We have completed upgrading Dights Falls fishway. We would like to thank the local and wider community who regularly use the area for your patience and understanding during this project.
Temporary fencing is still in place to ensure the area's Hydroseeding is given the best chance to germinate. The fencing will be removed and the area opened up to the public by the end of May 2020. Further planting will be completed towards the end of May 2020, weather dependent.
Built in 1895, Dights Falls weir today plays an important role in controlling water levels in the Yarra River – pooling water for approximately 17 kilometres upstream and protecting the river's important social, economic and environmental values. The weir was upgraded in 2012 to improve its structure and build a fishway to support native fish migration. Fishways, or fish ladders, are simple structures commonly used in Victoria to allow fish to pass man-made structures such as weirs, dams, floodgates and roads.
As part of a regular review of our weirs and fishways, we identified that the Dights Falls fishway needed a secondary entry point to further improve it. The upgrade was undertaken working in partnership with the City of Yarra and Wurundjeri.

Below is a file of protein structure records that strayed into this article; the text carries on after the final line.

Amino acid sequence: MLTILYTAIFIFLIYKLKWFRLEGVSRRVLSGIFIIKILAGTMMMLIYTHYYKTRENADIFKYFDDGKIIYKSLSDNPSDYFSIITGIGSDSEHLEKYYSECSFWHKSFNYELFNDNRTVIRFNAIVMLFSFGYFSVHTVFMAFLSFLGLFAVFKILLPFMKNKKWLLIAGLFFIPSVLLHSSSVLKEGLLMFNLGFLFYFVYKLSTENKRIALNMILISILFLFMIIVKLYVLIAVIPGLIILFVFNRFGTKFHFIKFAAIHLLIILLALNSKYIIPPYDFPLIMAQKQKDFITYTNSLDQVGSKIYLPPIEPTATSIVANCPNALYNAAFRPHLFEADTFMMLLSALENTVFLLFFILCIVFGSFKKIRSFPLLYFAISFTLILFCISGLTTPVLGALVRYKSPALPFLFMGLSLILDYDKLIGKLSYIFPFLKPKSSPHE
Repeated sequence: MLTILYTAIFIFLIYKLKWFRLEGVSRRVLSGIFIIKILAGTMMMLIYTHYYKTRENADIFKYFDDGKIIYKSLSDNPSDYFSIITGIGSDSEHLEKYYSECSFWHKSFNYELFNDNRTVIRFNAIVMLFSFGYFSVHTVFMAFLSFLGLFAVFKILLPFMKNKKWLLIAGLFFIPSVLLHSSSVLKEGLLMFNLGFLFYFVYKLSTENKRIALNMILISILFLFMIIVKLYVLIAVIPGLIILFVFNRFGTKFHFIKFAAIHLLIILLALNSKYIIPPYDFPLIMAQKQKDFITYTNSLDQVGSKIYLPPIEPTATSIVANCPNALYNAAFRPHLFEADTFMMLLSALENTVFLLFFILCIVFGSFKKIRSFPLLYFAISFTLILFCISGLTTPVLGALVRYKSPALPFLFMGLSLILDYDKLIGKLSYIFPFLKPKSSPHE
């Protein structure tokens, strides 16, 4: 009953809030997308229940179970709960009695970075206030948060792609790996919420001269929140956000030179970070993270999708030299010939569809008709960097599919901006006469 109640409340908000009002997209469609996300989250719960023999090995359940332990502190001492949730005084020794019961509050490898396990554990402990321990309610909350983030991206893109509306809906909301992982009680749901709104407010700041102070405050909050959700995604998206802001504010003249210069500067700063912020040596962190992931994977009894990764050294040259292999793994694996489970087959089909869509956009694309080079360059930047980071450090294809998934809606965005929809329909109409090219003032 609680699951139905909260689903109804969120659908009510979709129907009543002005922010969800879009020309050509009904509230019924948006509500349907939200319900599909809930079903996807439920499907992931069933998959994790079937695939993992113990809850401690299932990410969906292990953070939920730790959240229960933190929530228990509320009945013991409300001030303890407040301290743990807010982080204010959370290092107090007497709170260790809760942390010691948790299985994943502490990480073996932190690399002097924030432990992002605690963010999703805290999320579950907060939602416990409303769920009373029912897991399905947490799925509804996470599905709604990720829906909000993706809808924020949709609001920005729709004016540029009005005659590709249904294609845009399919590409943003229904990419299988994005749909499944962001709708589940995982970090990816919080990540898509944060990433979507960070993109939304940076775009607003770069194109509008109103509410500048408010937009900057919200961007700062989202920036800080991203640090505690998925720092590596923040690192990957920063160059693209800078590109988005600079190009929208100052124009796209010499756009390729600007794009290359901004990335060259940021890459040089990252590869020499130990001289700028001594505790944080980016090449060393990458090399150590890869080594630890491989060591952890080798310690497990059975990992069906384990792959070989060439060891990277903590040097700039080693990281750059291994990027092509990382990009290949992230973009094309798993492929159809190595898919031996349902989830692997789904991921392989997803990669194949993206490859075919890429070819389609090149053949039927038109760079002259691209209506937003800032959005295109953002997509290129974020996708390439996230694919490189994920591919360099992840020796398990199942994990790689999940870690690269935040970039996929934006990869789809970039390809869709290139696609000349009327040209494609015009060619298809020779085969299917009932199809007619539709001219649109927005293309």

Why this project was important
The upgrade to Dights Falls fishway will increase the number of native fish using the fishway, and ensure they can still migrate during high flows in the Yarra River.
Studies have found that Victoria’s native fish are sensitive to high flows in a river or stream, which can cause the water to be too turbulent for the fish to swim upstream. To help support native fish populations in Yarra River, the upgrade provided a second, less turbulent, entry point.
The majority of Victoria’s native freshwater and coastal fish species need to undertake some form of migration during their lifecycle. Fish passage upstream is critical in supporting many of these Australian native fish species as it allows:
- adult fish to move to and from spawning habitats
- juvenile fish to disperse to new habitats
- access to feeding grounds
- recolonisation of new habitats
- exploratory movements and habitat selection
- access to and from refuge areas during droughts or floods.